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Marine Ecology Progress Series

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MEPS 342:151-161 (2007)  -  doi:10.3354/meps342151

Computer simulations of high shore littorinids predict small-scale spatial and temporal distribution patterns on rocky shores

Richard Stafford1, Mark S. Davies2, Gray A. Williams1,*

1The Swire Institute of Marine Science, Department of Ecology & Biodiversity, The University of Hong Kong, Cape d’Aguilar, Shek O, Hong Kong, SAR
2School of Health, Natural and Social Sciences, University of Sunderland, Sunderland SR1 3SD, UK
*Corresponding author. Email:

ABSTRACT: High shore littorinid snails exhibit complex spatial distribution patterns, forming dense aggregations both in crevices and on crevice-free sections of rocky shores. To understand how these patterns may form, an individual-based computer simulation of littorinid behaviour, similar to those used to model social insects, was used to mimic snail movement on rocky shores. Individual littorinid movement patterns were simulated, along with chance interactions with other littorinids, their trails, crevices and any resultant decisions made by the littorinids when these interactions occurred. The simulation investigated how simple behavioural rules can predict spatial aggregation patterns and the persistence and variation of these aggregation patterns over timescales of several tidal cycles. Morisita’s index of dispersal showed good agreement between the simulation and observed patterns of littorinids on-shore. Trail-following was vital in the simulation, since points where trails intersected with crevices, or points where 2 or more trails met, formed the site of aggregations. Both in the simulation and in reality, aggregations often occurred in identical positions over several tidal cycles, both within and outside crevices. This temporal predictability may be due to the persistence of mucus trails on the shore over successive tidal cycles. Removal of the influence of past mucus trails from the simulation resulted in far lower persistence of aggregations over time. The simulation, therefore, is an important tool in examining behavioural mechanisms of intertidal animals. It provides insights into how simple behaviour of grazing animals can explain complex population patterns and subsequently the community dynamics of algal-herbivore interactions.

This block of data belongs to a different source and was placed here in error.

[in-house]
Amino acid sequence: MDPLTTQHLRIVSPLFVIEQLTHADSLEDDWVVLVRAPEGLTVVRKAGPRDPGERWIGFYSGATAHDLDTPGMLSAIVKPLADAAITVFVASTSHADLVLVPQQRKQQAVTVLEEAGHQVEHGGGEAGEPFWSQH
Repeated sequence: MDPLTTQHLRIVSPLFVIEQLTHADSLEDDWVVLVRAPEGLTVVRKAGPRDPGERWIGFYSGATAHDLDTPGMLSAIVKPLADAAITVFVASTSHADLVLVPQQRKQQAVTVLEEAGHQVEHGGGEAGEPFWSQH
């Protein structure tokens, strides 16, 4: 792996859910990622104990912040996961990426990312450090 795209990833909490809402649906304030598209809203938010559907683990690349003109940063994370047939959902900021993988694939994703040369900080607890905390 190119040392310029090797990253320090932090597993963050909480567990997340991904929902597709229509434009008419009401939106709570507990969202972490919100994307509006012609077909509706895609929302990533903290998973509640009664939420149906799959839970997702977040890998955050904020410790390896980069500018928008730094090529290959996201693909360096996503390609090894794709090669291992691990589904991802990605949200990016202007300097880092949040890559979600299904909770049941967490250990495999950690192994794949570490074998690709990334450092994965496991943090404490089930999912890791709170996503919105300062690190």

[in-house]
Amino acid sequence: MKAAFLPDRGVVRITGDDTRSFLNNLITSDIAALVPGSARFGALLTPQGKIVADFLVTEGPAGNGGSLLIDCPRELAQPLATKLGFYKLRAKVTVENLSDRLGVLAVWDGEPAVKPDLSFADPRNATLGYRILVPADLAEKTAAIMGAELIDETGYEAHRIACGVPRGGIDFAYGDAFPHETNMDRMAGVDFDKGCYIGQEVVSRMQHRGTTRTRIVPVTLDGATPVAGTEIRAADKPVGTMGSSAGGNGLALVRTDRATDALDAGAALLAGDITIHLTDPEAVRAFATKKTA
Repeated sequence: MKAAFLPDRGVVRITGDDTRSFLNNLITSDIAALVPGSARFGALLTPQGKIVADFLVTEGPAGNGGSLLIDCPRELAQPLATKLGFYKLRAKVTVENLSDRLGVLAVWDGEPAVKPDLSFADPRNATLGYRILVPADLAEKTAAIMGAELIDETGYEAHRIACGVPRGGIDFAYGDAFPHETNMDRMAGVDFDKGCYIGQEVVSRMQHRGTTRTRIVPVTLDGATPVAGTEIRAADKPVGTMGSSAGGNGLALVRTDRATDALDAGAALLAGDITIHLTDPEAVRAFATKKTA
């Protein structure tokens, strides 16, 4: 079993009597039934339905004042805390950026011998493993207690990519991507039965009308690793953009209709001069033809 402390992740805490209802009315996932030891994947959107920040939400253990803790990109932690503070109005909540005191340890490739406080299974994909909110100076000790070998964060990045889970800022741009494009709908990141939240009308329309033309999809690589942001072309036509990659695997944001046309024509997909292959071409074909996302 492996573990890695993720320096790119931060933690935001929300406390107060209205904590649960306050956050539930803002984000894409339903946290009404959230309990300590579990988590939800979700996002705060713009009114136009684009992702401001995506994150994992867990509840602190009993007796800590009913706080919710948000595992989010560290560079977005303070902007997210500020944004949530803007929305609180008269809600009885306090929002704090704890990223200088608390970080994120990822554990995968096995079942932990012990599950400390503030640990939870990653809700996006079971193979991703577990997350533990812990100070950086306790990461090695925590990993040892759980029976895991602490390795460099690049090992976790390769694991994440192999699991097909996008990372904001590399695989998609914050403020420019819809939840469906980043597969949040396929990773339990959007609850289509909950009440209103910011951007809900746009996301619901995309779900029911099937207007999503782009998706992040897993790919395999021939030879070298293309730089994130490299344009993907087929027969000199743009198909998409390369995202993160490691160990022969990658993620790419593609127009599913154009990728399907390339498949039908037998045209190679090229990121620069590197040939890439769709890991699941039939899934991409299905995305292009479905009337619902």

KEY WORDS: Aggregation · Trail following · Mucus trails · Echinolittorina · Computer simulation · Individual-based model · Hong Kong

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